LEWISBURG – Rain and mud highlighted Sunday’s race at the unpaved gravel road cycling event for Charlie Guttendorf and Lynn Pierson.
Tim Hodson wasn’t much of a fan.
“I’ve broken the derailleur once and can’t break it a second time,” Hodson, of Newark, Del., Said of the mechanism that moves his bike’s chain to the rear sprockets. “I fixed it just to get back here.”
Hodson traveled about 20 miles from the start line to the Lewisburg end of the Buffalo Valley Rail Trail before having to turn around. This shortened his run on the full 125 mile course. He had to fix the derailleur just to get back.
“It’s also quite gnarly. The rain made it nice and slippery. It’s disc brake days and I don’t ride with disc brakes. I care about my life, ”said Hodson, splashed with mud from head to toe.
Guttendorf and Pierson, Milton’s husband and wife, wore front and rear mud liner like Hodson. They did the shortest course of the five unpaved courses – the 20 mile SOMEpaved. This route was a round trip on the Rail Trail. It was the first time they had participated in the event.
“The leaves change, the mud, being able to go through mud puddles, that was a lot of fun,” Pierson said.
“Honestly, the best part was the mud. We run the railroad, we cycle the railroad since we are local.
“The weather was actually a fun factor,” Guttendorf said. “We’re going to buy fenders after this one. “
unPAved is one of the top gravel road cycling events in the United States. He started with 600 runners in 2018. This year’s maximum was 1,200 runners. Cyclists come from all over the country. Dave Pryor, the main event organizer, said about 1,000 runners made it to the start line on Sunday morning, which he expected. There were a few no-shows. Some other runners did not make the trip and warned in advance.
The full course measured at 125 miles this year, extended by 5 miles due to some re-routing required due to road construction projects. The second longest run at 95 miles also went up five more miles. The remaining runs are 50, 30 and 20 miles. Depending on the route, it’s a mix of Rail Trail, side roads, and off-road stretching all the way to Bald Eagle State Forest and Poe Paddy State Park.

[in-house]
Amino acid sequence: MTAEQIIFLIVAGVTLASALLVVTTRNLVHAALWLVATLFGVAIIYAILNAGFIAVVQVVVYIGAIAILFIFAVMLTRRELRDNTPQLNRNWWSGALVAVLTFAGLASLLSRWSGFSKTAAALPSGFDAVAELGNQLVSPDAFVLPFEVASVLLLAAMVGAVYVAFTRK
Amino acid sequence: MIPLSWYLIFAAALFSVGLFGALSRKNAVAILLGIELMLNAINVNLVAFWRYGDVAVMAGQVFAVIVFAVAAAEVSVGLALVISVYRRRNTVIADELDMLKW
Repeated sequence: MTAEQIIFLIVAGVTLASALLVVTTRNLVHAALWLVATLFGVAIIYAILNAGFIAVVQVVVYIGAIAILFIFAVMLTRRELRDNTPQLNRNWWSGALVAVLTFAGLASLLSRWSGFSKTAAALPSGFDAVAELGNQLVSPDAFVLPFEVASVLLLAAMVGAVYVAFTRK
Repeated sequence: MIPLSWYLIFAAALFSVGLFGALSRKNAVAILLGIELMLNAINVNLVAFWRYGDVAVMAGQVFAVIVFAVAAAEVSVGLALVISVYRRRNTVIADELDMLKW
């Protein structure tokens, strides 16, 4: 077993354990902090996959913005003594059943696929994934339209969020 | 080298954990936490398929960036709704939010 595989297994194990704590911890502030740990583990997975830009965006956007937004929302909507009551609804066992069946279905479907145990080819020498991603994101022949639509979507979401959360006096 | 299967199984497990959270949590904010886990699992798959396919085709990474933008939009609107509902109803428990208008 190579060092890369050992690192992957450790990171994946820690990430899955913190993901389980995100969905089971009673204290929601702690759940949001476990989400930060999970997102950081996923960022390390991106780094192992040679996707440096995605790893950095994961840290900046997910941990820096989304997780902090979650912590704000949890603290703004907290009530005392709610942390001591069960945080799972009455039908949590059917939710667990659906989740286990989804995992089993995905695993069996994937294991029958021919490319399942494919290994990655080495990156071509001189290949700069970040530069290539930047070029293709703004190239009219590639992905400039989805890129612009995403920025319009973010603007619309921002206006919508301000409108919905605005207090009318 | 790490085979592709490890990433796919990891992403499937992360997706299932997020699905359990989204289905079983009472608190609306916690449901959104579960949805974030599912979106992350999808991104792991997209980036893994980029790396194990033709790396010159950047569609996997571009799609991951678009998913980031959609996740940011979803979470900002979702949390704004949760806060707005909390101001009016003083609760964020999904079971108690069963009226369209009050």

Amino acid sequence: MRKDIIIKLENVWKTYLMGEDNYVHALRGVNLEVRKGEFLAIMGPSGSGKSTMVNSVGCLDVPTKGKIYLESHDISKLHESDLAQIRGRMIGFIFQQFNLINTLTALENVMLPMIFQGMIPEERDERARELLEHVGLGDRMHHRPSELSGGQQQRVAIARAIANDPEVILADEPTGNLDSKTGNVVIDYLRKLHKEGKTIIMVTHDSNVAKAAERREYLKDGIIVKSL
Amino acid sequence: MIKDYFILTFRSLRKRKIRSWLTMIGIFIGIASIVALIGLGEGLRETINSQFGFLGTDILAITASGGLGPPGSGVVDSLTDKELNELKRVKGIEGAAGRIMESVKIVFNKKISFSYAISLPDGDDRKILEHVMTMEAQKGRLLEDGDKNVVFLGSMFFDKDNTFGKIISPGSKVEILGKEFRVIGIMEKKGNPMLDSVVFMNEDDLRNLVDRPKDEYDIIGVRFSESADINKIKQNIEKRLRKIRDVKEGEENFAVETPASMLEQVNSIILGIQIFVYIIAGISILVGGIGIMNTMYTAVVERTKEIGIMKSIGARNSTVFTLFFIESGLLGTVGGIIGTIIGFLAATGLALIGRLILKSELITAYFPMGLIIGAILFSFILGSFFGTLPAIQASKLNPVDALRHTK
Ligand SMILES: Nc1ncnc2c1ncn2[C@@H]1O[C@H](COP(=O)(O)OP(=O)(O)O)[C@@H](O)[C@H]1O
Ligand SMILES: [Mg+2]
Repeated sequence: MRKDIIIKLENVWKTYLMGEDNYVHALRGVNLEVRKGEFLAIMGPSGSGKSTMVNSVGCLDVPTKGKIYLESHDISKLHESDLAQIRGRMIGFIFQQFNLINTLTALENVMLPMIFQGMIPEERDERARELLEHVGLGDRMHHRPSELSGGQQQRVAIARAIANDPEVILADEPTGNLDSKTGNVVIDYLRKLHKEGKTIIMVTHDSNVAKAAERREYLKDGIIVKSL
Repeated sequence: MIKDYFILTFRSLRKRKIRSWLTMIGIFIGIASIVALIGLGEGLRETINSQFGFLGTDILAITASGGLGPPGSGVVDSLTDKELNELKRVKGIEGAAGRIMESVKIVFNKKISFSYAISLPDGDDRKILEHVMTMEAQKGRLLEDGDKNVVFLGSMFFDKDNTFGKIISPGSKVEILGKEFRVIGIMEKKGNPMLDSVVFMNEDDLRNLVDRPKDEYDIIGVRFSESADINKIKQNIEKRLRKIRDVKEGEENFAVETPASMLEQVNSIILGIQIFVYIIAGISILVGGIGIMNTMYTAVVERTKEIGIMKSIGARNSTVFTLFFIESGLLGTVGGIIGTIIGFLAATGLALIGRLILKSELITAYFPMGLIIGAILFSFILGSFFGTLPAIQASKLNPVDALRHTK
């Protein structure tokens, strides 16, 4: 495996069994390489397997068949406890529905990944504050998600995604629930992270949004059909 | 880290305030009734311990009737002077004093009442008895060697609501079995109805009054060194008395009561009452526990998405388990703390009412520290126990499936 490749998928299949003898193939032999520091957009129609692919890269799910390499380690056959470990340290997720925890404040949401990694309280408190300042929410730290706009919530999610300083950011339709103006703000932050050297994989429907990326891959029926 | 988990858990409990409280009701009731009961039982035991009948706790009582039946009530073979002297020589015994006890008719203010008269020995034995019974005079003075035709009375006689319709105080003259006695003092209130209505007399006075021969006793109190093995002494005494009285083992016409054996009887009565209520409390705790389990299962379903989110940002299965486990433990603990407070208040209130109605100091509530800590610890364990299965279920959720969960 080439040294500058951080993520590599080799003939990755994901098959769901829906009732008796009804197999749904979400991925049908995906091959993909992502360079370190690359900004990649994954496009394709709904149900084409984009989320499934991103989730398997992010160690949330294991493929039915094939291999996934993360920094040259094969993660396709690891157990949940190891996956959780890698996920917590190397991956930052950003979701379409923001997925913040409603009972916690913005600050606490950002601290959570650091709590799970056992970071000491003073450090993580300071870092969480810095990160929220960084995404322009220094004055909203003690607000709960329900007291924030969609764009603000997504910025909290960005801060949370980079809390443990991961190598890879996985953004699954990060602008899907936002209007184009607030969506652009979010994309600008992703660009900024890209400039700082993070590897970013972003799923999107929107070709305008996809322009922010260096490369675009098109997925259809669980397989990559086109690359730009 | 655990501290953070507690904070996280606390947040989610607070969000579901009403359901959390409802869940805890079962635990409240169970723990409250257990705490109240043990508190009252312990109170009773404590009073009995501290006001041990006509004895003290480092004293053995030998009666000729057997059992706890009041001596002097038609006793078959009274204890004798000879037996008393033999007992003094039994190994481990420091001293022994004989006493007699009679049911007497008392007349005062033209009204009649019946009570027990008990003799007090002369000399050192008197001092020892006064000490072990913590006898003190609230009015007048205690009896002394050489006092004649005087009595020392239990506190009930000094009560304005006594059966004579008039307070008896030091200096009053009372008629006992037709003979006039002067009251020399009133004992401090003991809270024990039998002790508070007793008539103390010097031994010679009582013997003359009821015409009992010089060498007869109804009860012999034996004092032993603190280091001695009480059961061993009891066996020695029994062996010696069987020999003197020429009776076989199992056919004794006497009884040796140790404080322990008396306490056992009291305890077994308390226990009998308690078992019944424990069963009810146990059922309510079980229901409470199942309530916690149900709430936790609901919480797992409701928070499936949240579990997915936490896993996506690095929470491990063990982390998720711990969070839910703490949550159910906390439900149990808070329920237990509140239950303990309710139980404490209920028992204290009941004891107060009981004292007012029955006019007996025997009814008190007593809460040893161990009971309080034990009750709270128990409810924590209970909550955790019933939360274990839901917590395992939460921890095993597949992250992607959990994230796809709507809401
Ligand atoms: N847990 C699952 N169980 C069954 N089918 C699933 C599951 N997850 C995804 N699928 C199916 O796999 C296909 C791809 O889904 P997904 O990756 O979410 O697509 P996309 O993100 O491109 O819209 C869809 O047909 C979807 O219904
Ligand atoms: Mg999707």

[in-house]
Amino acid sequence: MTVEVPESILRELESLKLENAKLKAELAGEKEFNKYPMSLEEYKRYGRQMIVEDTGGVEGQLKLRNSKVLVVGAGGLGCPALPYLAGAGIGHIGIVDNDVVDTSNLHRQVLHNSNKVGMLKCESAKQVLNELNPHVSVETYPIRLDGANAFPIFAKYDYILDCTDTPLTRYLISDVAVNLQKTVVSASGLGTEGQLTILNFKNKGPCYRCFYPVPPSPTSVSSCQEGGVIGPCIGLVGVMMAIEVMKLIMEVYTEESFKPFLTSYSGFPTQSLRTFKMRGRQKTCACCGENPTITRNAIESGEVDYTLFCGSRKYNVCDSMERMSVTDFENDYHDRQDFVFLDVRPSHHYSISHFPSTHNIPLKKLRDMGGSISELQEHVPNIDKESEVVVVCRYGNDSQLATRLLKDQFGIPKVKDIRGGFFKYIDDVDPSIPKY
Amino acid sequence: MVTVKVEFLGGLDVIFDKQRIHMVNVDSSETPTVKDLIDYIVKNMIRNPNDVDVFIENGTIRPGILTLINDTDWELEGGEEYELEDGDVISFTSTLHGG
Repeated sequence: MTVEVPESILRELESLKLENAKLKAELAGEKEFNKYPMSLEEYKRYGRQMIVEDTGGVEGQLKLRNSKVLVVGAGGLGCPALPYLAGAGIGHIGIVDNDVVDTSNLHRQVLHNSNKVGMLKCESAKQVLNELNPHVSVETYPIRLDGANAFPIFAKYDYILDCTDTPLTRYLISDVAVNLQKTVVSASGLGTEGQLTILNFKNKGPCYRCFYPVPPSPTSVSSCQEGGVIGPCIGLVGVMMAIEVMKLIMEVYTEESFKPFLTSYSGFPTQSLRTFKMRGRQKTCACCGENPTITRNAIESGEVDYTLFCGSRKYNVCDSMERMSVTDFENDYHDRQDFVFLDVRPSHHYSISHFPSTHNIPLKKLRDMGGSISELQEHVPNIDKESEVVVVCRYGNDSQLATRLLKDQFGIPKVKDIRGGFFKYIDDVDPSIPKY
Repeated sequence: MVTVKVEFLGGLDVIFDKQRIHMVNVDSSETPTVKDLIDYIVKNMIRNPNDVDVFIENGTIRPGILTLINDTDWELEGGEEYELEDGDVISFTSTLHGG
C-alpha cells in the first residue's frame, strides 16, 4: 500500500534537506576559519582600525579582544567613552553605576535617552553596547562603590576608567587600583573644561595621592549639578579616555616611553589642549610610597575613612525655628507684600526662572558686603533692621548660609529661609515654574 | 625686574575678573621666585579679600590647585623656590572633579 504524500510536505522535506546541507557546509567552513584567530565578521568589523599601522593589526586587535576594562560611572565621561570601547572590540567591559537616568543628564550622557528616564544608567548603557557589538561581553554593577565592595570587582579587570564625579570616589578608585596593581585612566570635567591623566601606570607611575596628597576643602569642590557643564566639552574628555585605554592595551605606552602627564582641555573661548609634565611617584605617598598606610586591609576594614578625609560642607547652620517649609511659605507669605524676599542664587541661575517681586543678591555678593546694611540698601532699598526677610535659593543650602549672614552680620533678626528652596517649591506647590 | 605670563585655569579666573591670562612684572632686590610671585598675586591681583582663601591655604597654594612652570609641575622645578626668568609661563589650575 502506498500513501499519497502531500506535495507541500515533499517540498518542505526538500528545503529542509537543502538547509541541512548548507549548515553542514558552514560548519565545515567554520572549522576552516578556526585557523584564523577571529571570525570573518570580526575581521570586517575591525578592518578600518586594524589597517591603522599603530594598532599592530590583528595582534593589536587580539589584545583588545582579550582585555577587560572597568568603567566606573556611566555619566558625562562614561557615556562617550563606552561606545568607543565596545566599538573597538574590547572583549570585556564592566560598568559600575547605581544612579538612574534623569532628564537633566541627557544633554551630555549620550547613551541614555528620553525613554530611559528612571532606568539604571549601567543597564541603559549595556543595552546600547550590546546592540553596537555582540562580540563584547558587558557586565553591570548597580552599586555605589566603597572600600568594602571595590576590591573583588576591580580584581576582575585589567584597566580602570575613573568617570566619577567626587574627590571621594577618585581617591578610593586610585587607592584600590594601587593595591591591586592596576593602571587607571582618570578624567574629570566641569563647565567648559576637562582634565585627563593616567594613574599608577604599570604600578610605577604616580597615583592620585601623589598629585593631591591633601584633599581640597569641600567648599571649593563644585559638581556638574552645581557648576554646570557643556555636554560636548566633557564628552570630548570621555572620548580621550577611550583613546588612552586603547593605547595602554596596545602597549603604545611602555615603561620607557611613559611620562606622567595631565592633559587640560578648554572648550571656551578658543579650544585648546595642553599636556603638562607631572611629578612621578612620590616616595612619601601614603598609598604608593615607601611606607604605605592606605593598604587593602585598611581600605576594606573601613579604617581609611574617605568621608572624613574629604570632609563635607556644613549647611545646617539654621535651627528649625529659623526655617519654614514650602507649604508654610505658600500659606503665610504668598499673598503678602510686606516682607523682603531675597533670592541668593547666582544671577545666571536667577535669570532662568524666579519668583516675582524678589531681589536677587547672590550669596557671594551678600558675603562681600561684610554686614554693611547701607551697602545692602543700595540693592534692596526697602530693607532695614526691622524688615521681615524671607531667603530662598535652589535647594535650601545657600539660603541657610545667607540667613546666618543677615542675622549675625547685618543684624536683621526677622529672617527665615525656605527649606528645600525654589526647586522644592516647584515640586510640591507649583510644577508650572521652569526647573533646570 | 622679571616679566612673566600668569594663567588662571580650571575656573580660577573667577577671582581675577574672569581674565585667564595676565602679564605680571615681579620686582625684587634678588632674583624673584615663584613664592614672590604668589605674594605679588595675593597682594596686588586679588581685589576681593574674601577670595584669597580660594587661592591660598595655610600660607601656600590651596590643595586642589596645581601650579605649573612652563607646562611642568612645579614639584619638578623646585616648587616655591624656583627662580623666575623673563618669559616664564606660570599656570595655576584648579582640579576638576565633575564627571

The longest route is not fully timed. It switched from last year to a segmented race – six separate timed segments measuring 45 miles combined. The rest of the course can be done at the discretion of the rider: fast, relaxed or something in between.
At just 13.7 seconds, first place was decided in the unpaved 125.
Brett Beard, 37, of Bellefonte, finished with the fastest segment time in 2: 13: 19.9. He finished just ahead of Matthew Curbeau, 35, of Mills, who clocked 2: 13: 33.6.
Beard’s performance in the fourth segment, named “The Difference,” put him in the lead.
The segment, at 22 miles, is by far the longest. It has four climbs and three descents. It’s all off-road through Bald Eagle State Forest with long stretches on Longwell Draft Road and Treaster Valley Road.
Beard’s time of 1: 25: 07.1 on “The Difference” was the second fastest of the day. Curbeau followed at 1:27:08. Brian Biggs, 53, of Philadelphia was fourth on the day but had the best time in that segment: 1: 19: 33.6.
Kelly Catale, 31, of Pepperell, Mass., Was 9th overall and was the top rider with a segmented time of 2: 31: 04.7. Jill Patterson, 40, of Alexandria, Va., Shot in a segmented time of 2: 37: 32.8. She placed second in women and 15th overall.
Graeme Kenny, 47, of Princeton, NJ, and Robert Ozsvath, 55, of Dix Hills, NY were the first two on the 95 mile course. Lisa Csencsits, 37, of Wantagh, NY, was the first woman and fourth overall.
“Have a pierogi”
Aid stations are set up all along the routes where runners can stop to take water, food and rest. There were also ambulances ready for use in the event of an accident or emergency.
Many runners showed up at 7:30 am, as early as possible. Pryor predicted that some could be on the 125 mile course for 12 hours or more.
“They can stop and have a pierogi that someone is making over there. They may have more chips because they were hungry. The last aid station is at Rusty Rail Brewing Co. They can go get a burger and a beer and they are not timed. Who knows how long it will take? ”Said Pryor explaining the segmented format.
“It’s really good, relaxed. It is so much safer. and it allows people to ride together, to make new friends, to ride with their friends even if one is faster than the other, ”he said.